Back in DC, I used to volunteer to teach the U.S. Citizenship exam. I loved that program, as I used to help immigrants study for the test. We would mix civics and Americana as we would chat about what it means to be an American. I used to love when my newly-minted U.S. citizen-students would come back in after they passed, with their certificates and huge grins, and would share a little hope with the ones still studying.

This time around, I am volunteering at Martha's Table. Martha's Table is an organization that helps at-risk children, families and the homeless with educational programs, services, food and clothing. I am helping deliver meals to the needy.

I arrived in the late afternoon to help stock the vans. I chatted with a fellow named Jimmy, who had been volunteering for a few years. He spoke a lot about what volunteering means, and what the program means to those it serves. He said something that gave me chills: for those who the meals program serves, for most of the day, they are treated like dirt by society around them; in this case, this may be the only part where people treat them with any sort of dignity and respect. We chatted a bit about the value of time, and how much that time matters.

Anyways, we loaded up the vans, and I went off in a van with a few other volunteers near 4th st to hand out hot meals. There was a long line of people waiting when we arrived. Not everyone in the line was homeless, some just were struggling to get by and needed the food. We quickly set up shop and started handing out sandwiches to to the line that while they waited for a big plate of meat and rice. We did so for about 45 minutes, until all had received a meal and a bag of sandwiches to tide them over. People were friendly and appreciative, and we had a bit of banter with the guys. The food was ladled out, and the sandwiches distributed, and then we packed back up and headed back.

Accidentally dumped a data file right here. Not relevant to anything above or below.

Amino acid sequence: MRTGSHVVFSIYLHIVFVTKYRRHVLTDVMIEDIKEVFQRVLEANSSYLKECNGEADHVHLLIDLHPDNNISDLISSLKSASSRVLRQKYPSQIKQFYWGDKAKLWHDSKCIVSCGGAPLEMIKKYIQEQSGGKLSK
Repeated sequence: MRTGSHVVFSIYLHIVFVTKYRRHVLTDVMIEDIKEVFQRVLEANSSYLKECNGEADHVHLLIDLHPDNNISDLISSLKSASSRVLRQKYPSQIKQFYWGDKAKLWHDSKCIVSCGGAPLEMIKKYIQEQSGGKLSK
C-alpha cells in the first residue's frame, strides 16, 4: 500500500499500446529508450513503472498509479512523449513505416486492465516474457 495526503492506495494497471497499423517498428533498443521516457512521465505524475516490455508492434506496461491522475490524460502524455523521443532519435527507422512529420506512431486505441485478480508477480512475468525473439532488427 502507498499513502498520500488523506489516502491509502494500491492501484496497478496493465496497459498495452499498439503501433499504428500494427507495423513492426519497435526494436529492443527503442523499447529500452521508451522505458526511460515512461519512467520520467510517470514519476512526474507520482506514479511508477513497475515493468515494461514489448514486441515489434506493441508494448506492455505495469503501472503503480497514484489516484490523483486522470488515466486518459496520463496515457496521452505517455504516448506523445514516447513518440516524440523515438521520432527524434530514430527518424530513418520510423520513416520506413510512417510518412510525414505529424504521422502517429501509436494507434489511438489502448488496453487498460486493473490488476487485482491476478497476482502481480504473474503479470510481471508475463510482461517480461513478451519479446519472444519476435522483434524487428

We returned, and unloaded the van, and I headed off back up 14th st from Cardozo back into Columbia Heights. At this point, I was hungry so I headed over to Sicky Fingers, a veggie/vegan bakery. I figured I had earned a dinner out, so I got a faux tuna melt with daiya cheese. It had them throw tempeh bacon on it for an extra treat. It was actually pretty good. Kind of gooeyier than a normal tuna melt, but a welcome treat for someone who hasn't had one of those in a while. And the tempeh bacon wasn't bad either. I am finding that when I am eating faux meat products, I tend to gravitate towards faux non-kosher meat like tempeh bacon or tofurky ham, just because I like the novelty of faux unkosher meat.

Muslim America in the public sphere